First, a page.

Three New Appellations in California

Well it may not exactly be breaking news, but in the last few weeks, three new appellations were created in California: Red Hills Lake County, in Lake County; San Bernabe, in southern Monterey County; and Salado Creek, in western Stanislaus County.

So the next obvious question is, why should you care? Here’s some thoughts.

The Red Hills Lake County appellation is just north of Napa and seems well suited for the famous red varietals of Napa (Cabernet in particular) so much so that grapes from this region are already going into wines from Cakebread, Carmenet, Dynamite, Rosenblum, and Stag’s Leap’s sub brand called Hawk’s Crest. The AVA that has been created is quite large — 31,250 acres. Right now there are no wineries based in this region, but an official appellation makes the creation of one a bit more attractive to potential winery owners. If anything, we may see more energy put into the growing of quality grapes from this area and the name appearing on some labels in the near future, probably not from bigger name wineries who have all their eggs in the Napa basket, but from smaller vintners like Rosenblum and others.

The Salado Creek appellation is located in the Northern San Joaquin Valley in the foothills of the Sierras and the general region of Lodi. It is much smaller in comparison to the Red Hills Lake County AVA, taking up only 2,900 acres, only 44 of which are currently planted with grapes.

Slightly larger, but still small is the new San Bernabe appellation, and even more interesting, it’s entire acreage is actually one large vineyard (20 square miles) owned by Delicato vineyards.

Which brings us to another question: why create new appellations? What are their purpose?

The answer, like most anything that involves lots of parties and at least one large governmental bureaucracy seems initially complicated. Currently there are approximately 40 new appellation requests pending at the Alcohol and Tobacco Tax and Trade Bureau (TTB), one of the new incarnations of the recently divided Bureau of Alcohol Tobacco and Firearms.

Despite the arcane structure and regulations of this government body, it turns out that pretty much anyone can petition to create a new appellation or AVA (a subsection of an existing appellation). If you’ve got the time and feel like writing a letter, your own backyard can become an appellation. Of course, there is no information anywhere about how long exactly the process takes (years) nor what the acceptance criteria are (top secret, need to know basis only and trust me, YOU don’t) but if you can reasonably claim that the area has different “growing conditions” and you can circle it on a map then you can start lobbying. In all seriousness, it is unclear exactly what criteria the TTB uses to decide what becomes a new appellation, but it is certainly not highly scientific. More likely they just listen to the people who lobby the hardest. This answers the question of why Delicato basically gets their own appellation….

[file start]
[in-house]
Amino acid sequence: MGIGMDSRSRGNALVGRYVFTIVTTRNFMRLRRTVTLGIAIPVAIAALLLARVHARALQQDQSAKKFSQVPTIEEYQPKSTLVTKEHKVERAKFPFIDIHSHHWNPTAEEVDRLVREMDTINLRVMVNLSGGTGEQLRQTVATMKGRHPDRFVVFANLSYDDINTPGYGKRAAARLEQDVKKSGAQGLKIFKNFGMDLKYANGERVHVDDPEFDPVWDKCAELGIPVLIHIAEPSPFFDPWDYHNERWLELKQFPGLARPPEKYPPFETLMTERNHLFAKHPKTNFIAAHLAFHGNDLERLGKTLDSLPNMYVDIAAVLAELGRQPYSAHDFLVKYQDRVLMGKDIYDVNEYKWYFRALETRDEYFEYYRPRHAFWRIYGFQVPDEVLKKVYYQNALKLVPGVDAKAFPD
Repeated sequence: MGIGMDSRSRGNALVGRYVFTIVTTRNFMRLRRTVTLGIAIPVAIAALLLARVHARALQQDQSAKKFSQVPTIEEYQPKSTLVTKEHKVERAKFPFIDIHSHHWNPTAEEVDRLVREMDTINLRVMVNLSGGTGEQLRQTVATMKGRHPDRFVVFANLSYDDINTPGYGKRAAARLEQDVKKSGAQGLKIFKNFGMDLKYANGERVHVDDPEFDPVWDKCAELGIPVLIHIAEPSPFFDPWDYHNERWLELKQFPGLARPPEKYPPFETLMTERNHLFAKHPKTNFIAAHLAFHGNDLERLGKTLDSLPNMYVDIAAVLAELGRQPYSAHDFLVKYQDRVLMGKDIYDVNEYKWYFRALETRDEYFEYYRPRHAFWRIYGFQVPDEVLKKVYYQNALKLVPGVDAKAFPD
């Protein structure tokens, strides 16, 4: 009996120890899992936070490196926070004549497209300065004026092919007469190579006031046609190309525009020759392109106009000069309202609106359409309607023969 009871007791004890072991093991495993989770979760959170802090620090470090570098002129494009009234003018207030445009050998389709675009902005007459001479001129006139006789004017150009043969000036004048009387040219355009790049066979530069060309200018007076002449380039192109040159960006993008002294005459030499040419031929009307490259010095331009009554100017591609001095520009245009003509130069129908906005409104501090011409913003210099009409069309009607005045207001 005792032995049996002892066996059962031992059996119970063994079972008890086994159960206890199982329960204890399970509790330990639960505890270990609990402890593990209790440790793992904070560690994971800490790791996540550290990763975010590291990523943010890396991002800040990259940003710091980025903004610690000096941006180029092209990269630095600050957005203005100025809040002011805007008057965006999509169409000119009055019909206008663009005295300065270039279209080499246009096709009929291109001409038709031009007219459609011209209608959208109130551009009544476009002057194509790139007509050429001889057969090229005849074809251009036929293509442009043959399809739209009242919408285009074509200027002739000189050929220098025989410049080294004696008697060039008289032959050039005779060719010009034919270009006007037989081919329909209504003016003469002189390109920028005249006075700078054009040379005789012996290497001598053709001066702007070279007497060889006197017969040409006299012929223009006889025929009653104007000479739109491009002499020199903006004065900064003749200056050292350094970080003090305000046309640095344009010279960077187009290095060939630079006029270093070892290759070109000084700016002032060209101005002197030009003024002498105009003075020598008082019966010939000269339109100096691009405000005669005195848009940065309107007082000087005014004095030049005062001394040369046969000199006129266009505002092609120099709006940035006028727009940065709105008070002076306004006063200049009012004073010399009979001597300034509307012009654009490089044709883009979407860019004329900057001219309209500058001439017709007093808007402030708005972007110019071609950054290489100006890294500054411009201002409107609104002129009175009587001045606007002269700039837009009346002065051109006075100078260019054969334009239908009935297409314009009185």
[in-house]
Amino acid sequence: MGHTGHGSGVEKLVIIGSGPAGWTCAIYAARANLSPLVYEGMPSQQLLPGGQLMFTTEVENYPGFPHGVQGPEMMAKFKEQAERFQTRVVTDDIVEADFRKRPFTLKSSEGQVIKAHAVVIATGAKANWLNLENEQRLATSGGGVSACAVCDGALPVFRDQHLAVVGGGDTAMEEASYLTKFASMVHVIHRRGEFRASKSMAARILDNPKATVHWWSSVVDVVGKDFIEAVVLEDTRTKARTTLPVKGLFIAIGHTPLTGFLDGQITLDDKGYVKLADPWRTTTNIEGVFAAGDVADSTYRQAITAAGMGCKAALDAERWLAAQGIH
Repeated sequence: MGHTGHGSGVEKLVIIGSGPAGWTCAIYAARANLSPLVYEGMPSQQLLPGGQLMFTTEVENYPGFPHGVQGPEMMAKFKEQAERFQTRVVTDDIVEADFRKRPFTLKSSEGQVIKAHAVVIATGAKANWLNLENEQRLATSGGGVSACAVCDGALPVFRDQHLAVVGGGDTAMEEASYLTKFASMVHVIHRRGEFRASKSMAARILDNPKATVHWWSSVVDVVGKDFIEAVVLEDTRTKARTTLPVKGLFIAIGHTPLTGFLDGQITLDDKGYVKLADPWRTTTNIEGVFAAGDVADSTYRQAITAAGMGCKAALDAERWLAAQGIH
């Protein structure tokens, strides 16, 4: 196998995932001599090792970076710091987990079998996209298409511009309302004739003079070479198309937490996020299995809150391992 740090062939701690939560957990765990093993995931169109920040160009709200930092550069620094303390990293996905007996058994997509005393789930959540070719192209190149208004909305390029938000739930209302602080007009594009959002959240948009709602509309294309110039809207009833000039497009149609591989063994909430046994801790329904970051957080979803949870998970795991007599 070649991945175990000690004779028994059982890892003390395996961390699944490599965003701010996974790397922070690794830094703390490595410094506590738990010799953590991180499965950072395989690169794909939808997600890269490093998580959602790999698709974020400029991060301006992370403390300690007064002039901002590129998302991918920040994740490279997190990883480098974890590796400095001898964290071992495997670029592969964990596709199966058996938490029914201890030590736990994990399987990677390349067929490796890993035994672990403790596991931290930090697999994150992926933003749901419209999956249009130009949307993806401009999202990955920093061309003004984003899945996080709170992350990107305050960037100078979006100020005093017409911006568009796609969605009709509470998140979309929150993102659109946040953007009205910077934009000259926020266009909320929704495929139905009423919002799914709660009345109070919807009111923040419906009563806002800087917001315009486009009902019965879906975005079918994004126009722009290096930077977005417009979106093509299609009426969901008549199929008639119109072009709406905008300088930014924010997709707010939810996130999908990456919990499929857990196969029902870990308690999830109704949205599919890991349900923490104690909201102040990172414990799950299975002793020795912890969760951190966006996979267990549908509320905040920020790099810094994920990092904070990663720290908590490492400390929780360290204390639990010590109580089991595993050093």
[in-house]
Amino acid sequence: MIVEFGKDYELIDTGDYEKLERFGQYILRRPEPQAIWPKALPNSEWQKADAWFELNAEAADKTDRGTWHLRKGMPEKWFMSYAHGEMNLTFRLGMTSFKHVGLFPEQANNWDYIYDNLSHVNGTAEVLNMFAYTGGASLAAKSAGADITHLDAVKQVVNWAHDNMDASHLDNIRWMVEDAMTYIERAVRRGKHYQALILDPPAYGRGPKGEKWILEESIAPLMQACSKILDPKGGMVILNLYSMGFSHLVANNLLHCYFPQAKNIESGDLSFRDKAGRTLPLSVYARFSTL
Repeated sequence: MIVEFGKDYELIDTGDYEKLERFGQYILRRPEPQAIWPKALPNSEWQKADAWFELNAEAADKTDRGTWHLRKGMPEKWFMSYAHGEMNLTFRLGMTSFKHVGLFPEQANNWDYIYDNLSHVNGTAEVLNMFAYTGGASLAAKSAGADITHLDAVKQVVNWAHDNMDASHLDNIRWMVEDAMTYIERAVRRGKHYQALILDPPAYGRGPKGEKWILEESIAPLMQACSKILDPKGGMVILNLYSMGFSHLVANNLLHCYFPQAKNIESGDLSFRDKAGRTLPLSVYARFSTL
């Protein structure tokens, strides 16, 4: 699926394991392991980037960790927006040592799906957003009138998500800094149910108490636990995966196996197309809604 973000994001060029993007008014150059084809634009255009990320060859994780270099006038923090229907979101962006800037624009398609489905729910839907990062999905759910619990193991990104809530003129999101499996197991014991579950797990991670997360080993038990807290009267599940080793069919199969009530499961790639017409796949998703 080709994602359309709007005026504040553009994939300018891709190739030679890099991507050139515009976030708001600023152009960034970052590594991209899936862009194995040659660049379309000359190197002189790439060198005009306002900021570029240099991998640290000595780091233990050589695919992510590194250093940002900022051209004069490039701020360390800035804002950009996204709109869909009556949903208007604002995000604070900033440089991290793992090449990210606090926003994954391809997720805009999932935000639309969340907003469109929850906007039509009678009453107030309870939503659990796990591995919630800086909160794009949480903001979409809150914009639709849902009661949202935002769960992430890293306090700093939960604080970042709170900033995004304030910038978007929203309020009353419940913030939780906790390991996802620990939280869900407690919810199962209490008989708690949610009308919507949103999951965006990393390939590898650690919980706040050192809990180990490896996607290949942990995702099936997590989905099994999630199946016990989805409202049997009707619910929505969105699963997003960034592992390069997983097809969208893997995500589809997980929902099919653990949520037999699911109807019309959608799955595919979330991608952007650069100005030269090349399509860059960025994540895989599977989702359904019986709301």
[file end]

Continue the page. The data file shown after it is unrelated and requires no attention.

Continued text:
Why would you (or Delicato) want your own appellation? Marketing, of course! You want to have a unique product that specifically references your location. Or maybe you want to sell your grapes and you can get a higher price for them if they come from a designated AVA. It’s as simple as that. Appellations have no real value to a consumer other than to vaguely reference where the wine was made.

Appellation is originally a French invention (and word) and the history of appellations in France (and indeed much of the rest of Europe) has involved maintaining standards for quality and for classification of wines in addition to specific geographical locations. Of course, there’s also a good measure of old school economic protectionism and opportunism involved in the history of the appellations, but they continue to include (albeit to a lesser degree) a certain amount of quality standards in them.

These quality standards are entirely absent in the AVA rules of the U.S. which only state that wine must be made from grapes and that in order to be appellation designated (i.e. printed on the label), 75% of them must be from the appellation and the wine must be made there.

That’s all. Nothing about quality of the wine, nothing about the way it is grown or harvested or cared for or what types of grapes can or should be grown there. In a nutshell, appellations in the US are just two things:

1. Marketing tools
2. Labeling requirements to avoid getting your product caught up in government red tape.

So three new appellations may not be that big a deal. At the end of the day, the only thing that really matters is if someone makes good wine from them. The jury is still out on that one.